Ellis also noted that in 1964 he had been ordained presbyter by Bishop Ozro Thurston Jones of the Church of God in Christ, and he notes his episcopal consecration in 1970 by Bishop Brumfield Johnson of the Mount Calvary Holy Church of America.[19][20] His book cites no episcopal apostolic lineage for this 1970 consecration.

"Eastern streams of succession" are traced from the Syro-Chaldean Church in the East, via Archbishop Bertram S. Schlossberg (Mar Uzziah), Archbishop-Metropolitan of the Syro-Chaldean Church of North America, now known as the Evangelical Apostolic Church of North America.[46] In 1995, Ellis stated, the Evangelical Apostolic Church of North America entered into collegial fellowship with the United Pentecostal Churches of Christ.[47] At a holy convocation of the United Pentecostal Churches of Christ, Bishop Robert Woodward Burgess, II (allegedly representing Archbishop Schlossberg, who was living in Jerusalem) had allegedly assisted at the consecration of a number of additional bishops.[48]

According to Ellis, Archbishop Schlossberg and Bishop Burgess claimed to possess lineages from bishops Prazsky (Slavonic Orthodox lineage) and Gaines (Russian and Ukrainian Orthodox lineage). They also claimed this succession converges in Schlossberg and Burgess, as well as numerous lineages deriving via Hugh George de Willmott Newman (Mar Georgius). In his book, Ellis mentions the Slavonic and Russian/Ukrainian lineages via Prazsky and Gaines, but the only one of Newman's many lineages that he cites is the Syro-Chaldean.

Claiming both "western and eastern streams of apostolic succession" for himself and the United Pentecostal Churches of Christ, the validity of both have been debated on the pretense of Ellis being Oneness Pentecostal. According to Michael Ramsey, once the Archbishop of Canterbury (1961-1974), the validity of someone's succession pertains to continuity of teaching, preaching, governing, ordination and grace.[49] In Catholic theology, apostolic succession effects the power and authority to administer the sacraments except for baptism and matrimony; thus, apostolic succession is necessary for the valid celebration of the sacraments.[50] Against the claims of Ellis and their college of bishops, Anglican and Catholic theologians historically nullify "western and eastern streams of apostolic succession" as his predecessors were Trinitarian.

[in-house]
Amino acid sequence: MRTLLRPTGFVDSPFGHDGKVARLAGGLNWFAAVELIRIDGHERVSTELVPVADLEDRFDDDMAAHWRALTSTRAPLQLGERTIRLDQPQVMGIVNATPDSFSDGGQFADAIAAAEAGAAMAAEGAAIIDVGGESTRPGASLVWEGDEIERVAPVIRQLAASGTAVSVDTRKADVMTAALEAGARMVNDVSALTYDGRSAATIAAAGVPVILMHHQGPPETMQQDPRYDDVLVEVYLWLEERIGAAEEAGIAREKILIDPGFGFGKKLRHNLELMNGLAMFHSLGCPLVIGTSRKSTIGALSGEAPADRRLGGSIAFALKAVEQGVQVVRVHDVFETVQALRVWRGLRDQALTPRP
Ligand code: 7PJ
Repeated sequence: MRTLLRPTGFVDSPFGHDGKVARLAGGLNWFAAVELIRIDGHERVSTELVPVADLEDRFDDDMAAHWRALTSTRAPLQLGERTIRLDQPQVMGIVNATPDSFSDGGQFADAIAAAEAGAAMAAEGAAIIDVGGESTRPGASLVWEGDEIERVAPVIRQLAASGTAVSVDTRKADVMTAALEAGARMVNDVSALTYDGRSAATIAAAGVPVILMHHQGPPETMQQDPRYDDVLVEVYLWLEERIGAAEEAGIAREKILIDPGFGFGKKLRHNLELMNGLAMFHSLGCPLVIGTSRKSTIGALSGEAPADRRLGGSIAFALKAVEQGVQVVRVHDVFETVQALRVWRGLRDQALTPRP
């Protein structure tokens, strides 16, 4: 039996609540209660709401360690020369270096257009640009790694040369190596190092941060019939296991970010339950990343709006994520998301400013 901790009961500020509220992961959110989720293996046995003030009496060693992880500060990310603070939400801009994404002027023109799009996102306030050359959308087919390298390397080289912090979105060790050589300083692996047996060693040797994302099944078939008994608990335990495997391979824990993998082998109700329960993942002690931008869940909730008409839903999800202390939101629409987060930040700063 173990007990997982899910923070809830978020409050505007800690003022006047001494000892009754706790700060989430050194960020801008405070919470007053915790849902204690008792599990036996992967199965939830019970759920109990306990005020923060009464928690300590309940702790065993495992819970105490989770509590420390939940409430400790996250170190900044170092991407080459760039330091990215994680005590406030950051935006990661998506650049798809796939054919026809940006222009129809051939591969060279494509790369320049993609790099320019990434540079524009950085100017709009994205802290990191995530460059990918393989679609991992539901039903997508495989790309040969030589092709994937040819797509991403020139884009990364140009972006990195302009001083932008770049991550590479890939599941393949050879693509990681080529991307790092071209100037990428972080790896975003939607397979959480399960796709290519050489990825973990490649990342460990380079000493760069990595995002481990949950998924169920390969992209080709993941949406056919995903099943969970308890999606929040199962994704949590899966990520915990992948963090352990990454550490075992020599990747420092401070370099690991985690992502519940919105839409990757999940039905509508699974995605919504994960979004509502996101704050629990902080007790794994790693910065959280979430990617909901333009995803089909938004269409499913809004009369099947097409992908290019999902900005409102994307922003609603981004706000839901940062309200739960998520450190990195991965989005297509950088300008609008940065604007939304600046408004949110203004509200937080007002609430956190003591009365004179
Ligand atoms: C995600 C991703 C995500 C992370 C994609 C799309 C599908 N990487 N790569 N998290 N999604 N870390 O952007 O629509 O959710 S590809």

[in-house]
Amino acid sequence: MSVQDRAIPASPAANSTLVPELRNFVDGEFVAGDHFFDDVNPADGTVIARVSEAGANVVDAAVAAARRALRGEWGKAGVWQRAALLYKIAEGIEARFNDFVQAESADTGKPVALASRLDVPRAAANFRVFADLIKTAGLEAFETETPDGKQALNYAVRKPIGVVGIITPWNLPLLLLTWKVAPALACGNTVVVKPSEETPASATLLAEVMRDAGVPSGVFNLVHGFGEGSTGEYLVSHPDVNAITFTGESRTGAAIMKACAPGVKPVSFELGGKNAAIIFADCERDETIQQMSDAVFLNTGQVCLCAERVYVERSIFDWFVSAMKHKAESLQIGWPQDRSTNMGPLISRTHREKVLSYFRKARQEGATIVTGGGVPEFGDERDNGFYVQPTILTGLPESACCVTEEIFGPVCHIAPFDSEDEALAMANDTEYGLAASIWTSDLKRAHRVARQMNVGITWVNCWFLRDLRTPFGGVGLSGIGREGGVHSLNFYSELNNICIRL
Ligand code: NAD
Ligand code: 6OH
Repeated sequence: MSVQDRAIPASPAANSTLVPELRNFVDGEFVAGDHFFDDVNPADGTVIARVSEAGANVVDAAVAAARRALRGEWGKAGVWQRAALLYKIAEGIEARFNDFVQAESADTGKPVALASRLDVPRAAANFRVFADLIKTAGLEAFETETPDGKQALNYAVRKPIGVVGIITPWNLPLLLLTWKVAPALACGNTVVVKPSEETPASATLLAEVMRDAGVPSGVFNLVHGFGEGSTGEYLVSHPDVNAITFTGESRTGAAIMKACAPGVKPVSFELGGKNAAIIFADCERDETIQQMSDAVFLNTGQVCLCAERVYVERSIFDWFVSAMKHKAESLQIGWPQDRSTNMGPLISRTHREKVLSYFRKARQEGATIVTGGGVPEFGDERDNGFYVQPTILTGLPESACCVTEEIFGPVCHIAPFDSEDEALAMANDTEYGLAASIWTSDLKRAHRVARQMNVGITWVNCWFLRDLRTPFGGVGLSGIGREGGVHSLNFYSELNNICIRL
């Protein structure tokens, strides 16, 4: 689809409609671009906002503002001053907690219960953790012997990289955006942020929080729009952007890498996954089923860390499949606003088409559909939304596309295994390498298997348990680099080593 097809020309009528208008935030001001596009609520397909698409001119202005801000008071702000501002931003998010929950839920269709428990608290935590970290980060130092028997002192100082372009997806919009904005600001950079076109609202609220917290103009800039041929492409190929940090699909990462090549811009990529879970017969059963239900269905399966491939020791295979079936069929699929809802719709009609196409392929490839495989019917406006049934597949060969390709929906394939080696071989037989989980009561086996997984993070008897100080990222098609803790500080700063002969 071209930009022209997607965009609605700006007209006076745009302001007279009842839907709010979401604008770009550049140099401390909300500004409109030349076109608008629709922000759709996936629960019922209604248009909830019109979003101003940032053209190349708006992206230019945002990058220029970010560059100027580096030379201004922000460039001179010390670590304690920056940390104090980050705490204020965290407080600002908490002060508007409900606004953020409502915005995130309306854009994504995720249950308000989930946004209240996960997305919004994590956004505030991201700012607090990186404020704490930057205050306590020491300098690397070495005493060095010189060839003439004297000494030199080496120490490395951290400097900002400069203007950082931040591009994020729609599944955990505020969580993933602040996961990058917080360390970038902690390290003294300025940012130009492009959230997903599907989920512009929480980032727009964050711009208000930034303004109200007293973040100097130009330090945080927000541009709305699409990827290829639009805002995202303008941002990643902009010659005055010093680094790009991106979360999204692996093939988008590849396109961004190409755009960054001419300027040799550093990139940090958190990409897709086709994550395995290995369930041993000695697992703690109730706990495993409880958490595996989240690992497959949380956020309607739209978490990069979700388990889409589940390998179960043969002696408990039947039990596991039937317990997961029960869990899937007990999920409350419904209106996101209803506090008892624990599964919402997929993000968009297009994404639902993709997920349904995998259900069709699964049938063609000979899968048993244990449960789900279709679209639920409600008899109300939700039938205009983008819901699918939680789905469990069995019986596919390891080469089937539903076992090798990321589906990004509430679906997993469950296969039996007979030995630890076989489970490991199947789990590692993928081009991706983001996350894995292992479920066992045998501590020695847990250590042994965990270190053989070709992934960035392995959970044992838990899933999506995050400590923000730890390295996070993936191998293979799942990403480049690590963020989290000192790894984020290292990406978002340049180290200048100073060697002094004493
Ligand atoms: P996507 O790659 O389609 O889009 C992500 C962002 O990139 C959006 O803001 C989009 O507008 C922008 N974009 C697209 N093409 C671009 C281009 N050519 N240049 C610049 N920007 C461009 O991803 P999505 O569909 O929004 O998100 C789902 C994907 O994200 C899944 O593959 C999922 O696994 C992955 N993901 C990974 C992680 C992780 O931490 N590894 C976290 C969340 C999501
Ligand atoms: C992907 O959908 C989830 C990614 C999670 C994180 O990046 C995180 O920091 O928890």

ReferencesEdit

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  2. ^ Freeman, Kevin (2020-09-19). "Community members mourning loss of beloved Cleveland Bishop J. Delano Ellis". FOX 8. Archived from the original on 23 September 2020. Retrieved 2020-09-19.
  3. ^ a b "Pentecostal Church of Christ, community mourns the loss of beloved Bishop J. Delano Ellis II". WKYC 3. 19 September 2020. Retrieved 2020-09-19.{{cite web}}: CS1 maint: url-status (link)
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External linksEdit